I’ve posted seven book reviews in the last three weeks. That’s a record for me, and must be a personal record just for reading that many books in that short a time. There was also one other book I started and gave up on quickly because it was so bad (Ghost Fleet by P.W. Singer). It just goes to show how much free time I need to fill. TV fare is so bad I watch news three times a day and even watched some daytime TV – old B movies. Then there are the crosswords and computer games I’ve been devouring. Thank heavens my son and his wife came over to visit Friday and we had a fun evening after a good Mexican dinner. When I’m not writing a book I crave something to occupy my time. Maybe I’ll think of a plot for the next one soon. When the books are good, the reading is really enjoyable, but when I hit a streak of losers as the last few have been, it gets me down. One bright spot: Welcome to the Family, a “Netflix original” (meaning they found a TV series in another country that they retitled in English and stuck subtitles on. It’s a wacky comedy entirely in Catalan! Try it.
The Real Michael Swann by Bryan Reardon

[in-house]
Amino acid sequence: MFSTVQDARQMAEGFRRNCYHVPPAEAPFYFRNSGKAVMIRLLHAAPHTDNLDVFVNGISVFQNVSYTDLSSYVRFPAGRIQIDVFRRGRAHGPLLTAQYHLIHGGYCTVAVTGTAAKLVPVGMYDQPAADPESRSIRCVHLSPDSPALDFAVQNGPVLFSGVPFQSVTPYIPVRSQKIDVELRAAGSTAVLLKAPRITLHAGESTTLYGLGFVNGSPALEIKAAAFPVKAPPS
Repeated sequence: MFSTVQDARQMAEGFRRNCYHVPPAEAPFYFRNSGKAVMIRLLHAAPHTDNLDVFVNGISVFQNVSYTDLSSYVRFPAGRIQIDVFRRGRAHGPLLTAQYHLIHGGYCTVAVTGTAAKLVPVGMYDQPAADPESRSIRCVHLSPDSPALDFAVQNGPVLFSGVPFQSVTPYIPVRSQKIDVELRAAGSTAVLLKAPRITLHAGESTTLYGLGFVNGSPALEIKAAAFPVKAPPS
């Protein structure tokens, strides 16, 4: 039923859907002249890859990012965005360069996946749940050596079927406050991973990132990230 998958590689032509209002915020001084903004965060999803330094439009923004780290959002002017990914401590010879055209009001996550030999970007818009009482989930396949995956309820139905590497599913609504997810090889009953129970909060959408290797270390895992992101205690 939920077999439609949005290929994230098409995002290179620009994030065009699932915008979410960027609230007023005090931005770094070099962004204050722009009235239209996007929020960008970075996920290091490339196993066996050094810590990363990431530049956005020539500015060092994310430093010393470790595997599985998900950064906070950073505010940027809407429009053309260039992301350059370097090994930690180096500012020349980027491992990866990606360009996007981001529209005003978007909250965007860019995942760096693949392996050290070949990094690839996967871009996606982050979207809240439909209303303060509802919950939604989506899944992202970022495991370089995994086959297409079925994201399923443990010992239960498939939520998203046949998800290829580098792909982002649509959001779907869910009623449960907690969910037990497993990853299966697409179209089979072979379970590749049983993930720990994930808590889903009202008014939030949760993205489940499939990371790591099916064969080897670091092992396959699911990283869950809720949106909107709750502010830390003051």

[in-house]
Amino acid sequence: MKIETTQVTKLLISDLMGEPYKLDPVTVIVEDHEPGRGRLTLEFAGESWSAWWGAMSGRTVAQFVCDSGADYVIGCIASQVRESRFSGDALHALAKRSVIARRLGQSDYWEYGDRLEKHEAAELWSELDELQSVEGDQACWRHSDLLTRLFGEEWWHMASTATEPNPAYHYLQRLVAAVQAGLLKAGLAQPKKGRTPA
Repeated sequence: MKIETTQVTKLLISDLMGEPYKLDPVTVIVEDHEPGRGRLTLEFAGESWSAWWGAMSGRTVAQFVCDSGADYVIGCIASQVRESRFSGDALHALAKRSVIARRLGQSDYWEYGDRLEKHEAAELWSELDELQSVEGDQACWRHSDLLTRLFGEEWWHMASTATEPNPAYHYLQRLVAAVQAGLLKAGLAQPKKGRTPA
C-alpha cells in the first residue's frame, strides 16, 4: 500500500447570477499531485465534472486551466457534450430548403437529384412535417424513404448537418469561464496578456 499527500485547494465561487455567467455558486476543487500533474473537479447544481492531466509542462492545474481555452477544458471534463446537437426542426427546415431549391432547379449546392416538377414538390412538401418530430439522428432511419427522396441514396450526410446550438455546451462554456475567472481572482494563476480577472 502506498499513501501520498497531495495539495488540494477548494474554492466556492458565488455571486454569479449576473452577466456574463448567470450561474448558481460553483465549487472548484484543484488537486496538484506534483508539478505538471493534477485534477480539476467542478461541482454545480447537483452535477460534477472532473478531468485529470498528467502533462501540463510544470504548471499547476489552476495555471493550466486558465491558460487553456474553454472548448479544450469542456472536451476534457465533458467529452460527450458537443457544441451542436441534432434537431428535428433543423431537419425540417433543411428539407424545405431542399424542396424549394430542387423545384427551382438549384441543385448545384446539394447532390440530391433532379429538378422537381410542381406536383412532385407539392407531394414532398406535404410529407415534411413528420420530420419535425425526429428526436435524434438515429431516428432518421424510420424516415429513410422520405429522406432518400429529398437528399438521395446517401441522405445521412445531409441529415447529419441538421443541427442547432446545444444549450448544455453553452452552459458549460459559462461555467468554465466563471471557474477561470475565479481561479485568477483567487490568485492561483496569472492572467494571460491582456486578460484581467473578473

My rating: 2 of 5 stars
The story is told from two perspectives. The first is that of an unnamed man who has just been injured in a bomb blast in Grand Central Station, New York. It’s told in the first person. The second, told in the third person, is from the viewpoint of Julia Swann, a suburban housewife living near Philadelphia. The man has head injuries and doesn’t know who he is or what happened to him. His only tie to the real world is his briefcase clutched tightly in his hand. Inside it he finds identity documents and phone for Michael Swann. He only knows he wants to get home. He begins his journey, his flight, to Philadelphia. Julia, meanwhile, realizes Michael was in or near Grand Central Station when the blast occurred. In fact, he was on the phone to her at the time. She begins her separate attempt to find him. Local law enforcement at all levels tries to help. This is yet another in the current fad genre of “unreliable narrator” stories.